Many applications-area projects involve the need to integrate software with hardware devices and human controls. Left to themselves to determine the system architecture, the hardware or human factors personnel will often make commitments that severely complicate the software engineering function. A good example is the choice of best-of-breed hardware components or user applications with incompatible COTS products or user interfaces. Research is needed on integrated software-hardware-human factors system definition and design that involves software engineers in both the research and the use of the resulting methods, processes, and tools.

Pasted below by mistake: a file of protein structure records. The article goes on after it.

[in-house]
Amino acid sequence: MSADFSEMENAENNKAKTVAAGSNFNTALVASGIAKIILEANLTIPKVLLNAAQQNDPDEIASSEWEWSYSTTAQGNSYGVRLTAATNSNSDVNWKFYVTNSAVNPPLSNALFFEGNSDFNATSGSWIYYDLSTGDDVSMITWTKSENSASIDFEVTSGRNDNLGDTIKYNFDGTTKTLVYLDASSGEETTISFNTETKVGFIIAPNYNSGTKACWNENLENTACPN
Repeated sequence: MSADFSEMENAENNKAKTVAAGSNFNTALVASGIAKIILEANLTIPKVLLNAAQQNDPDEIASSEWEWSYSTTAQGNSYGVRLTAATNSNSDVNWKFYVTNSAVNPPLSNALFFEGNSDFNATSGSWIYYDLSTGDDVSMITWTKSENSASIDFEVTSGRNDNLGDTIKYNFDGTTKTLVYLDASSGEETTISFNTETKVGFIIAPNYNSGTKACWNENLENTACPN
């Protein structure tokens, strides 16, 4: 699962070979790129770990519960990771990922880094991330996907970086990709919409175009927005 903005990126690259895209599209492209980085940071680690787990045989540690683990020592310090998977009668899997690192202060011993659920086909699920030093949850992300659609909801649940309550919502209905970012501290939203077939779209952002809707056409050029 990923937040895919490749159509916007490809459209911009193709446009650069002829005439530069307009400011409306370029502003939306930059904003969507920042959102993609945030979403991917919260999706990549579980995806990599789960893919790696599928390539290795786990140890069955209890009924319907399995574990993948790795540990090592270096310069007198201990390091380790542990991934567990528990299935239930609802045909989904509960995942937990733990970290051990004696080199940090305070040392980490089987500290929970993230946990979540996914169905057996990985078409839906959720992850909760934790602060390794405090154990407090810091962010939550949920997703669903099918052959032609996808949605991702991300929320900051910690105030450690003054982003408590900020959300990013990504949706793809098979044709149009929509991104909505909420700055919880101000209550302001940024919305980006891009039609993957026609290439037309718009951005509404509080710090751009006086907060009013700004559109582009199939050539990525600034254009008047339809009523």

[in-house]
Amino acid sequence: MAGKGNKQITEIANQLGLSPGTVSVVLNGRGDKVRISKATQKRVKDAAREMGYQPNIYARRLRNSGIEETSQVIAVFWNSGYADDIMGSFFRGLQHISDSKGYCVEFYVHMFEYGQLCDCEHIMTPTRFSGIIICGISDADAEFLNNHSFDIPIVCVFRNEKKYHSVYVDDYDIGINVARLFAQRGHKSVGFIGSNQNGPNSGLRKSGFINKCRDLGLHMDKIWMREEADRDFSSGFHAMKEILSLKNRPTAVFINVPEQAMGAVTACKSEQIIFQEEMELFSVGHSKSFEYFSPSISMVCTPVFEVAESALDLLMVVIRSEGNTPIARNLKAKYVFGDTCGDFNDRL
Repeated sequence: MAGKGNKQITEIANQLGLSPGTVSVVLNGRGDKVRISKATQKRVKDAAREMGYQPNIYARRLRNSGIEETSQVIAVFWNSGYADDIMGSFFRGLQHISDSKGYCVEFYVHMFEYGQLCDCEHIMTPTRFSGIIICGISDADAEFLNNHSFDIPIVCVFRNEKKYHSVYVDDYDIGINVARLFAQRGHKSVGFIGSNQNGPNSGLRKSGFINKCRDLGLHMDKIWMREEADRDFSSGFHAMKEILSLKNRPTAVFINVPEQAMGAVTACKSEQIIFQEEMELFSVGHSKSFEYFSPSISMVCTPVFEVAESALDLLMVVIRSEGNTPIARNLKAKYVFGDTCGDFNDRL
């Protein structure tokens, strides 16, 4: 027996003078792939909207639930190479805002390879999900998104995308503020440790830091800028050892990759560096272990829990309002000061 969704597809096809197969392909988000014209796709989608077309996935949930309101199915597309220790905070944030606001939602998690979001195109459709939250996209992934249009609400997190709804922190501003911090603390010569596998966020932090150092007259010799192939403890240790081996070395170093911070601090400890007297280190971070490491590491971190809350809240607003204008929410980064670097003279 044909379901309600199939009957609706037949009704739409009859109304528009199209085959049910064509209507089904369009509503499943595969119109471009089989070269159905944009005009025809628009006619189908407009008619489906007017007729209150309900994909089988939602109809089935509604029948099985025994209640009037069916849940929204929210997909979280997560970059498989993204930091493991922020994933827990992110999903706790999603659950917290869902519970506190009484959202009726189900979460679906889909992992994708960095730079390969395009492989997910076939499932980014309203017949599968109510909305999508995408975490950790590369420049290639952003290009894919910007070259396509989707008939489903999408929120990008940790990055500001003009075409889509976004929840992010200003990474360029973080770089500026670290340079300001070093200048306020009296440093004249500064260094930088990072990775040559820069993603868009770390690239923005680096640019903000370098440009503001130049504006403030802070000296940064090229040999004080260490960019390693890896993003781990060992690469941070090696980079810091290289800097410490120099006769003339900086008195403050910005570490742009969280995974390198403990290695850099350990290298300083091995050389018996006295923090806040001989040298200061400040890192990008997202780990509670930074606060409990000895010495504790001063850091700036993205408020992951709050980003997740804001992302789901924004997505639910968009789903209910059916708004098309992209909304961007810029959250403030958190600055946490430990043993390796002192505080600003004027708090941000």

A valuable perspective on the mismatches between traditional hardware-oriented systems engineering architectural structures and modern software architectural structures has been provided in [Maier, 2006]. First, traditional hardware-driven systems engineering methods functionally decompose the systems architecture into one-to-many “part-of” or “owned-by” relationships. This means that much of the software is fragmented into part-of children of numerous scattered hardware components, while modern software methods organize system capabilities as layers of many-to-many service-oriented relationships. This makes for slow and cumbersome software adaptation to change, and difficulties in creating high-assurance systems.